The Prediction:

This is a fun matchup but an even matchup and anyone telling you that they know what’s going to happen is selling you snake oil. So I’m jus going to give a guess, partially informed by my fascination with shut-down bullpens and partially based on my wishes and desires. ROYALS WIN IN SEVEN, in what I hope to be an exciting, seesaw battle.

Lou Whitaker snubbed from the Hall of Fame again

Jim Davis/The Boston Globe via Getty Images
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Long time Tigers second baseman Lou Whitaker has long been one of baseball history’s most underrated players. He and Hall of Fame shortstop Alan Trammell formed one of the best up-the-middle combos ever, teammates since Whitaker’s debut in 1977 to his final year in 1995.

Trammell is actually a great jumping-off point to support Whitaker’s candidacy. Here are their career counting stats:

  • Whitaker: .276/.363/.426, 420 doubles, 65 triples, 244 homers, 1084 RBI, 1386 runs, 143 stolen bases, 1197 walks (9967 plate appearances)
  • Trammell: .285/.352/.415, 415 doubles, 55 triples, 185 homers, 1003 RBI, 1231 runs, 236 stolen bases, 850 walks (9376 plate appearances)

Whitaker also had slightly more Wins Above Replacement over his career according to Baseball Reference, besting Trammell 75.1 to 70.7. FanGraphs’ version of WAR puts both players slightly lower but with Whitaker still in the lead, 68.1 to 63.7.

Trammell, like Whitaker, did not make the Hall of Fame through initial eligibility on the ballot voted on by members of the Baseball Writers Association of America, beginning five years after their retirement. Trammell was elected two years ago on the Modern Era ballot. Whitaker fell off the ballot in his only year of eligibility, earning just 2.9 percent of the vote in 2001. Whitaker was again snubbed on Sunday night, receiving just six of the 12 votes necessary for induction. Trammell became eligible on the BBWAA ballot in 2002 and had a 15-year run, with his support running as far down as 13.4 percent in 2007 and peaking at 40.9 percent in his final year in 2016.

Trammell and Whitaker critics cited things like never leading the league in any important categories and never winning an MVP Award as reasons why they shouldn’t be enshrined. That last reason, of course, ignores that both contributed to the Tigers winning the World Series in 1984, but I digress.

Trammell should have been elected to the Hall of Fame on the BBWAA ballot. And, since the distinction matters to so many people, he should have been inducted on the first ballot. Among Hall of Fame shortstops (at least 50 percent of their games at the position), Trammell has the eighth-highest WAR among 21 eligible players. He has ever so slightly more WAR than Barry Larkin (70.4), who made it into the Hall of Fame in his third year of eligibility with 86.4 percent of the vote.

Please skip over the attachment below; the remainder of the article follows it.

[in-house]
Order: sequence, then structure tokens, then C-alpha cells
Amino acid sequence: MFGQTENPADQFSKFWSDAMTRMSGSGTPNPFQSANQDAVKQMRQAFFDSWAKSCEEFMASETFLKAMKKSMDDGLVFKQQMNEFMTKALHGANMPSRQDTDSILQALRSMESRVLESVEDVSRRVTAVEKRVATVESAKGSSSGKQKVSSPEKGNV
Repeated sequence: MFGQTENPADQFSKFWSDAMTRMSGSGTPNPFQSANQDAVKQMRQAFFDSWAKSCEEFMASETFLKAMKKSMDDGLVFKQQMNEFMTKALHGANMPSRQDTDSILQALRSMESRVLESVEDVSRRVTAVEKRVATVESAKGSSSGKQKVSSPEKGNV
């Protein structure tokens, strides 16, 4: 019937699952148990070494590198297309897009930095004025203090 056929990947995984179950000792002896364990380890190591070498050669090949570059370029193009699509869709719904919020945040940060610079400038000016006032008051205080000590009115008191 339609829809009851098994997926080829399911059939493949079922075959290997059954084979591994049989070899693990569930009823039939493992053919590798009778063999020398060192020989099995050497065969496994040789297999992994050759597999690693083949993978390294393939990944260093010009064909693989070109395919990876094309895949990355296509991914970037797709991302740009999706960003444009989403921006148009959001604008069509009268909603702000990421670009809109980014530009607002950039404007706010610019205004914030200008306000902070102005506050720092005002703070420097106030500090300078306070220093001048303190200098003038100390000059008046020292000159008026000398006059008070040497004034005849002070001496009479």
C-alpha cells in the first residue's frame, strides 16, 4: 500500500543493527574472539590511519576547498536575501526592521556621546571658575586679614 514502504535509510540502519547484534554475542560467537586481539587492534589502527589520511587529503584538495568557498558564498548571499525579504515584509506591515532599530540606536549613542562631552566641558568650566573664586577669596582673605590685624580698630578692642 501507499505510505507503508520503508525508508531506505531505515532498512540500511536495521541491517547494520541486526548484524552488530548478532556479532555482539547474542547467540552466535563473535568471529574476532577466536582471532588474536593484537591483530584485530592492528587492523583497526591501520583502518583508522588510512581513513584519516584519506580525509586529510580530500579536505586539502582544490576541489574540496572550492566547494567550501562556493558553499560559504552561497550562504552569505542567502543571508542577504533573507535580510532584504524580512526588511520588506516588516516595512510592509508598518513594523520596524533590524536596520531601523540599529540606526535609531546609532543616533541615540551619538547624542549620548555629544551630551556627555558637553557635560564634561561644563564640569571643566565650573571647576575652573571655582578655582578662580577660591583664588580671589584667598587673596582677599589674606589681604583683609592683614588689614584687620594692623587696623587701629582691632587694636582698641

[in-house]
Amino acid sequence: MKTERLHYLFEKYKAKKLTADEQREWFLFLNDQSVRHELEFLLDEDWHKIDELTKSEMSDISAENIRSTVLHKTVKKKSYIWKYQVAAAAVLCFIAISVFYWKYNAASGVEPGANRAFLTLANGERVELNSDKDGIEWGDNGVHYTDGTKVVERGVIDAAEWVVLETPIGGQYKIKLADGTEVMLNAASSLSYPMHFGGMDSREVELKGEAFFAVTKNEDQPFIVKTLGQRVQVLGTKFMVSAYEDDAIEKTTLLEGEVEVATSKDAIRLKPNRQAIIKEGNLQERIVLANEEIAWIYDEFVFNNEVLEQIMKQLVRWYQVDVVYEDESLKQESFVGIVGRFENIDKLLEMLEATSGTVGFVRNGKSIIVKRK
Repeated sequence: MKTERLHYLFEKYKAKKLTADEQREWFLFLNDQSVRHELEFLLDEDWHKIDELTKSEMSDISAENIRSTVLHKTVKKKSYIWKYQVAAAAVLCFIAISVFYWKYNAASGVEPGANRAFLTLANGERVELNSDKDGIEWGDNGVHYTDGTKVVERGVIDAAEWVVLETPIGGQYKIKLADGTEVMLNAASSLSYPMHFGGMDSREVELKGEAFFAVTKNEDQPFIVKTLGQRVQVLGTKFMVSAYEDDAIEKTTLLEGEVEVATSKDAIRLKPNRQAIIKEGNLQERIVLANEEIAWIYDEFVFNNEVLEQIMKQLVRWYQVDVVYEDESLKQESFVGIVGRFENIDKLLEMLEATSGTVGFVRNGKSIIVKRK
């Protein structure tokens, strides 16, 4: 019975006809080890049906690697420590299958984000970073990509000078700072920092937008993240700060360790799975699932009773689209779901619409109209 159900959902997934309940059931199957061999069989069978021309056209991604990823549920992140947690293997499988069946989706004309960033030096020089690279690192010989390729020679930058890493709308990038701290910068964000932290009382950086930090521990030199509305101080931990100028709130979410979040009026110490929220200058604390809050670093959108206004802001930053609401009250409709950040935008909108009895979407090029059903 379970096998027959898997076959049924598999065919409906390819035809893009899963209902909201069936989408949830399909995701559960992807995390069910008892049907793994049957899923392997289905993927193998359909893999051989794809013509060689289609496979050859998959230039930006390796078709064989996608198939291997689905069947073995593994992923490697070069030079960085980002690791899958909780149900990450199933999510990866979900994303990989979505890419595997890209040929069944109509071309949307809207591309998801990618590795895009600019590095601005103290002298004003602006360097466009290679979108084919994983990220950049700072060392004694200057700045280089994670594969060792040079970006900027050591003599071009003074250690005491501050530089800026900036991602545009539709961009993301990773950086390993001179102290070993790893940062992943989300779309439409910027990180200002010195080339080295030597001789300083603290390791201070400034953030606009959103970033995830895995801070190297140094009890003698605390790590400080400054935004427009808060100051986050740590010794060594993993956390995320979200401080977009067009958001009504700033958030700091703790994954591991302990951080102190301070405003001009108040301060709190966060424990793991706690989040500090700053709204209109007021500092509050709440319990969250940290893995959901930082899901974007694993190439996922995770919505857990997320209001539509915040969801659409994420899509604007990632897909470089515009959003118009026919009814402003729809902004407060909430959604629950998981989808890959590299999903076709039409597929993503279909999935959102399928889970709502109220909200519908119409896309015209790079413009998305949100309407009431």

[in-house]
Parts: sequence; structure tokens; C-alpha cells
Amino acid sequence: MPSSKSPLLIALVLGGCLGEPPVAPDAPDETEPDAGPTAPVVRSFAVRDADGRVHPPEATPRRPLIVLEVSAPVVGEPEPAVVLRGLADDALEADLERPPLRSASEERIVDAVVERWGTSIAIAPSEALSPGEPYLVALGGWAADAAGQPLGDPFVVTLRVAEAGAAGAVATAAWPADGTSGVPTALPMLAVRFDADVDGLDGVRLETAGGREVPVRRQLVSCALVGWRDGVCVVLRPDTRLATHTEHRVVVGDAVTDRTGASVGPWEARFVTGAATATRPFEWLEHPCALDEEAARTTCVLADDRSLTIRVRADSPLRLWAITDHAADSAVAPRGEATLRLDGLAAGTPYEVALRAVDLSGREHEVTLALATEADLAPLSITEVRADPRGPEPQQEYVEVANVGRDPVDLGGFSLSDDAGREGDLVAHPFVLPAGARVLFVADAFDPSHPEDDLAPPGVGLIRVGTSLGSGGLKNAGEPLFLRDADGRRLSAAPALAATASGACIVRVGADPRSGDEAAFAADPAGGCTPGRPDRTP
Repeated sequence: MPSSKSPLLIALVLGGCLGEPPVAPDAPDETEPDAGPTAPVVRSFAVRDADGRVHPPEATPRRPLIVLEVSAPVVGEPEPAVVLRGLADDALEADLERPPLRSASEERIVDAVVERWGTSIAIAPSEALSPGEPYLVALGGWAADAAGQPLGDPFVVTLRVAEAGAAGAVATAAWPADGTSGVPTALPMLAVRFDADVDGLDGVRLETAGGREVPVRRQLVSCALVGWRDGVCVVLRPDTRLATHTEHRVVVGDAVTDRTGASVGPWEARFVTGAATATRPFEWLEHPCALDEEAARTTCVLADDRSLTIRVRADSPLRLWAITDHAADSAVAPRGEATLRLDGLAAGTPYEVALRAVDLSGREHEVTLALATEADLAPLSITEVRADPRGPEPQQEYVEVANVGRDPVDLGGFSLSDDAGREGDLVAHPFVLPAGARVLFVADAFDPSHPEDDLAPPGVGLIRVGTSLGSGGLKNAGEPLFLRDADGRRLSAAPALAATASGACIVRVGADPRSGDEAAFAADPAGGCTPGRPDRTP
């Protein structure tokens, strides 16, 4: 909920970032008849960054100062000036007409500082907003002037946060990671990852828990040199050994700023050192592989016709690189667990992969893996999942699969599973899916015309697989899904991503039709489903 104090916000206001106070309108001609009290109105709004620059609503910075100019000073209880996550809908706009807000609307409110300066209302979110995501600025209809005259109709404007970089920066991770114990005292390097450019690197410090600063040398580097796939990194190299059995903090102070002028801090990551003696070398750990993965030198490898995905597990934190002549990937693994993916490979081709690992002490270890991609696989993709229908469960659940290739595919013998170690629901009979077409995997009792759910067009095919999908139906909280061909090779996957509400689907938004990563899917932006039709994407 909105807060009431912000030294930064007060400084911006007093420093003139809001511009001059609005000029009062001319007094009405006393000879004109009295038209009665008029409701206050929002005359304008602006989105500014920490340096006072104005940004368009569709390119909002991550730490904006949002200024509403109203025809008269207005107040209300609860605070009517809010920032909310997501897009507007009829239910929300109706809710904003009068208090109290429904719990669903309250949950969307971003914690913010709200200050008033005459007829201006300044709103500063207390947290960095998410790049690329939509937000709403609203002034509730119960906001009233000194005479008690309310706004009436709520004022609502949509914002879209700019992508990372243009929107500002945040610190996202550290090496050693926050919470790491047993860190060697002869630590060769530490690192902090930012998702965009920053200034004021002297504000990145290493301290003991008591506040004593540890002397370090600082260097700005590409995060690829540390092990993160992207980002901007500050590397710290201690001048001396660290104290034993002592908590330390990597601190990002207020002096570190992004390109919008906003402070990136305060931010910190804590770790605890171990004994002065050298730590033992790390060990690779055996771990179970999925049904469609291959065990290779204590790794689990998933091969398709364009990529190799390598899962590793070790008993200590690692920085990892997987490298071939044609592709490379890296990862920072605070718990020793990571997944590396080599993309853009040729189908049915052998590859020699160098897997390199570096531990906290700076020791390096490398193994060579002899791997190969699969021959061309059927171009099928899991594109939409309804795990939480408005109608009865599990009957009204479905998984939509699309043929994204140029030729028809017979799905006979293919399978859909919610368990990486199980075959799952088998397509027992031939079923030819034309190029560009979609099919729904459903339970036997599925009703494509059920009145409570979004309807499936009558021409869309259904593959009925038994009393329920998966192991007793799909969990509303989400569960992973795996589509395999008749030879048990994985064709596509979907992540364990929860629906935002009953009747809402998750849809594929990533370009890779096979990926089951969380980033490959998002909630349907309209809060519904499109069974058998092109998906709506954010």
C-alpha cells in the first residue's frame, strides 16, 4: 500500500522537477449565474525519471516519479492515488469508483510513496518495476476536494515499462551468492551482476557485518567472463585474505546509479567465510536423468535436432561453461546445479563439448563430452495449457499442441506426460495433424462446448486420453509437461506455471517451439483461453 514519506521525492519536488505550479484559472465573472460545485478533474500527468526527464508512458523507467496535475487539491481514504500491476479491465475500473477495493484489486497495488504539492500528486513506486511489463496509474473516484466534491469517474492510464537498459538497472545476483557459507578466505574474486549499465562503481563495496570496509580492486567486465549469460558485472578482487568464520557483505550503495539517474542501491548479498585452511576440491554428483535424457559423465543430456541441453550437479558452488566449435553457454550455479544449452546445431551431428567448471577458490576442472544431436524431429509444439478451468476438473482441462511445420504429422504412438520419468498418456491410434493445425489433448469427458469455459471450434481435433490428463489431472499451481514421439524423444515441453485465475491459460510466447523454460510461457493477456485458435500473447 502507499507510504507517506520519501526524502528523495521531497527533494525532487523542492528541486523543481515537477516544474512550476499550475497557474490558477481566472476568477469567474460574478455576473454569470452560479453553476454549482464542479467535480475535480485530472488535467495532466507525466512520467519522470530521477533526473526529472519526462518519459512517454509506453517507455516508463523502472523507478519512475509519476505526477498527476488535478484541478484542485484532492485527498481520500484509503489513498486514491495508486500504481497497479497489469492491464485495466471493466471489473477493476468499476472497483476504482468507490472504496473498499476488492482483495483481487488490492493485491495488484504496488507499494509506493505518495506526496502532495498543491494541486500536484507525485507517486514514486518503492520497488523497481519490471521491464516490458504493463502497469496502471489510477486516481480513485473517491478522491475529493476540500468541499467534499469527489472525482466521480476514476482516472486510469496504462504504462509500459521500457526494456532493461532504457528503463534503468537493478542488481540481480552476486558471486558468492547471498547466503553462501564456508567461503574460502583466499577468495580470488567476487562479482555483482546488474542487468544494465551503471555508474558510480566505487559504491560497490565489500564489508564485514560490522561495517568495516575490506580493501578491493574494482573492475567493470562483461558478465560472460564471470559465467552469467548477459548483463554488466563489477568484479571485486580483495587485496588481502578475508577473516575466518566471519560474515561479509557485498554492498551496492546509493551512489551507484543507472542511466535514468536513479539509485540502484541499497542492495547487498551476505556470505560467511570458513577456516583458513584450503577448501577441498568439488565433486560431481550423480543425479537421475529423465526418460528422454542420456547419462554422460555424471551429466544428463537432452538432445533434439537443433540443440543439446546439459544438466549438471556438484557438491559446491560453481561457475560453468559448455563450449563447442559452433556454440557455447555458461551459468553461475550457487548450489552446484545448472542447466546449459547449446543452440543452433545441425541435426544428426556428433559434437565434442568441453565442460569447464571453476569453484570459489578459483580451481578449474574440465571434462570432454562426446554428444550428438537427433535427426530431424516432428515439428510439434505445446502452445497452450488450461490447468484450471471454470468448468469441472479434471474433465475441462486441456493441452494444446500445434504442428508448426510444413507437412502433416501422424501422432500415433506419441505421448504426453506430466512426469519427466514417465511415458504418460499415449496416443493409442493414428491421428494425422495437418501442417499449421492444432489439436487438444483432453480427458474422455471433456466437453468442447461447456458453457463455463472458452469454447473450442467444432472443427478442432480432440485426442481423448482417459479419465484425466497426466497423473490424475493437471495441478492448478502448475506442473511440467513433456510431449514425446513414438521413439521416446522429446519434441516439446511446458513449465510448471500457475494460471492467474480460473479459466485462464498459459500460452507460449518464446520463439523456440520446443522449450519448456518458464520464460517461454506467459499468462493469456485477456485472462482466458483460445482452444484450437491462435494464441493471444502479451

Now, what about Whitaker? Among Hall of Fame second basemen (at least 50 percent of games at the position), Whitaker’s 75.1 WAR would rank sixth among 20 eligible second basemen. The only second basemen ahead of him are Rogers Hornsby (127.0), Eddie Collins (124.0), Nap Lajoie (107.4), Joe Morgan (100.6), and Charlie Gehringer (80.7). Whitaker outpaces such legendaries as Ryne Sandberg (68.0), Roberto Alomar (67.1), and Craig Biggio (65.5). Sandberg made it into the Hall in his third year on the ballot; Alomar his second; Biggio his third.

Among the players on the 2001 BBWAA ballot, the only player with more career WAR than Whitaker was Bert Blyleven (94.4), who eventually made it into the Hall of Fame. Dave Winfield (64.2) and Kirby Puckett (51.1) were elected that year. Also receiving hefty support that year were Gary Carter (70.1 WAR), Jim Rice (47.7), Bruce Sutter (24.1), and Goose Gossage (41.2) and each would eventually make the Hall of Fame.

WAR is not, by any means, a perfect stat, so the WAR argument may not resonate with everyone. Dating back to 1871, there have been only 66 players who hit at least 400 doubles and 200 home runs while stealing 100 bases. The only second basemen (same 50 percent stipulation) to do that are Whitaker, Hornsby, Morgan, Sandberg, Alomar, Biggio, Chase Utley, and Ian Kinsler. Additionally, Whitaker drew more walks than strikeouts over his career, 1197 to 1099. The only second basemen to do that while hitting at least 200 career homers are Whitaker, Morgan, Hornsby, Bobby Doerr, and Joe Gordon.

Whitaker was not without accolades: he won the 1978 AL Rookie of the Year Award. He was a five-time All-Star and took home four Silver Sluggers along with three Gold Gloves to boot. Trammell took home a similar amount of hardware: though he never won a Rookie of the Year Award, he did make the All-Star team six times. He went on to win four Gold Gloves and three Silver Sluggers.

In a just world, Whitaker would have been on the ballot for the then-maximum 15 years. In a sentimentally just world, he would have gone in side-by-side with Trammell in 2002. Whitaker’s candidacy certainly shouldn’t have fallen to the Modern Era ballot, and it shouldn’t have been further fumbled by a committee that gave him as many votes as Steve Garvey.